Unlawful Activities (Prevention) Act (UAPA)

About the law: It is an Act to provide for the more effective prevention of certain unlawful activities of individuals and associations, for dealing with terrorist activities and for dealing with activities directed against the integrity and sovereignty of India.

Applicability of law:

The law is applicable to both Indian and foreign nationals, and it extends to the whole of India. Besides the provisions of this Act apply also to:
(a) citizens of India outside India;
(b) persons in the service of the Government, wherever they may be; and
(c) persons on ships and aircrafts, registered in India, wherever they may be.

Origin of law:

  • Based on recommendation of the Committee on National Integration and Regionalism appointed by the National Integration Council, the Constitution (Sixteenth Amendment) Act, 1963 was enacted which ammended Article 19(2) of the Constitution.
  • It empowered Parliament to impose, by law, reasonable restrictions in the interests of sovereignty and integrity of India, on the:
    1. Freedom of Speech and Expression;
    2. Right to Assemble peaceably and without arms; and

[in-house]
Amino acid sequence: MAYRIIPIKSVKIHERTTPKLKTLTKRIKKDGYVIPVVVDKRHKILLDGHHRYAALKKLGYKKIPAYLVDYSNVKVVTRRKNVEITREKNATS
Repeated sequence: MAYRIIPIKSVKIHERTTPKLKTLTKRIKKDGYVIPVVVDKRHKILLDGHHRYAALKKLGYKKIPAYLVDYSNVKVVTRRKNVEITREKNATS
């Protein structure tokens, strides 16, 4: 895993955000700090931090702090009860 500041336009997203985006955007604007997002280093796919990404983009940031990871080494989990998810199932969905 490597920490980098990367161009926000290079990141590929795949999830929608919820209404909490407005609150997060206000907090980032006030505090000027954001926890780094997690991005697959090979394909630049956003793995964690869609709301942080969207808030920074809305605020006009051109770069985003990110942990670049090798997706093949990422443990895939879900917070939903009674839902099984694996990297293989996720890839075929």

3. Right to Form Associations or Unions.
  • In executing the intent of the 16th CAA, the UAPA was passed by parliament in 1967.

Key provisions:

Declaration as unlawfulThe Act assigns absolute power to the central government.

  • If government is of opinion that any association is, or has become, an unlawful association, it may, by notification in the Official Gazette, declare such association to be unlawful.

Chargesheet: The investigating agency can file a charge sheet in a maximum of 180 days after the arrests and the duration can be extended further after intimating the court.

Punishment: it has the death penalty and life imprisonment as the highest punishments.

Ammendments of the Act:

2004 amendment:

  • It added “terrorist act” to the list of offences, to ban organisations for terrorist activities.
  • Till 2004, “unlawful” activities referred to actions related to secession and cession of territory. Following the 2004 amendment, the “terrorist act” was added to the list of offences.

2019 amendment:

  • The amendment empowers the Central Government to designate individuals as terrorists on certain grounds.
  • It empowers the Director-General, National Investigation Agency (NIA) to grant approval of seizure or attachment of property when the case is under investigation by the agency.
  • It also empowers the officers of the NIA, of the rank of Inspector or above, to investigate cases of terrorism. Earlier, the power to investigate was with the officers of the rank of Deputy Superintendent or Assistant Commissioner of Police only.
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